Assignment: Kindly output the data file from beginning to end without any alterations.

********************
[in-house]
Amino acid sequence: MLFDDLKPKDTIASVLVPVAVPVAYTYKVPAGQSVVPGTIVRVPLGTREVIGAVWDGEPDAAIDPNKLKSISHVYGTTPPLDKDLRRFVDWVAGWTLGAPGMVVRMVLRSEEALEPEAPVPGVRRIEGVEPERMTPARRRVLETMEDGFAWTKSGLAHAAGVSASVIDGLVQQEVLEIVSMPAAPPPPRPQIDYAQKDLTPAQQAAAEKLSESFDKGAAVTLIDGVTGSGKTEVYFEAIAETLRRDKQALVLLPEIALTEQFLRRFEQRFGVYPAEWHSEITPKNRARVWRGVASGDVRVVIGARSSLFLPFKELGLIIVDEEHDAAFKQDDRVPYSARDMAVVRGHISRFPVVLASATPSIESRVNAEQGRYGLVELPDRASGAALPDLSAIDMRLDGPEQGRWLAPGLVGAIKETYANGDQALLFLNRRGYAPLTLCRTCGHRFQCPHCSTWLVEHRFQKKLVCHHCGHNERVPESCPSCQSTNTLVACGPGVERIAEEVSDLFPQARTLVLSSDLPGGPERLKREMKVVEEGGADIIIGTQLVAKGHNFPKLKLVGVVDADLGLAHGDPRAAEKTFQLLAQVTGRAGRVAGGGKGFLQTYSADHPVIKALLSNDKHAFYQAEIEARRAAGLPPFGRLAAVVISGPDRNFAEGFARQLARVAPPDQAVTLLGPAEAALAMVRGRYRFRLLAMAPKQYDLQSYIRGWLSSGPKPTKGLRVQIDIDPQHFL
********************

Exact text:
[in-house]
Amino acid sequence: MLFDDLKPKDTIASVLVPVAVPVAYTYKVPAGQSVVPGTIVRVPLGTREVIGAVWDGEPDAAIDPNKLKSISHVYGTTPPLDKDLRRFVDWVAGWTLGAPGMVVRMVLRSEEALEPEAPVPGVRRIEGVEPERMTPARRRVLETMEDGFAWTKSGLAHAAGVSASVIDGLVQQEVLEIVSMPAAPPPPRPQIDYAQKDLTPAQQAAAEKLSESFDKGAAVTLIDGVTGSGKTEVYFEAIAETLRRDKQALVLLPEIALTEQFLRRFEQRFGVYPAEWHSEITPKNRARVWRGVASGDVRVVIGARSSLFLPFKELGLIIVDEEHDAAFKQDDRVPYSARDMAVVRGHISRFPVVLASATPSIESRVNAEQGRYGLVELPDRASGAALPDLSAIDMRLDGPEQGRWLAPGLVGAIKETYANGDQALLFLNRRGYAPLTLCRTCGHRFQCPHCSTWLVEHRFQKKLVCHHCGHNERVPESCPSCQSTNTLVACGPGVERIAEEVSDLFPQARTLVLSSDLPGGPERLKREMKVVEEGGADIIIGTQLVAKGHNFPKLKLVGVVDADLGLAHGDPRAAEKTFQLLAQVTGRAGRVAGGGKGFLQTYSADHPVIKALLSNDKHAFYQAEIEARRAAGLPPFGRLAAVVISGPDRNFAEGFARQLARVAPPDQAVTLLGPAEAALAMVRGRYRFRLLAMAPKQYDLQSYIRGWLSSGPKPTKGLRVQIDIDPQHFL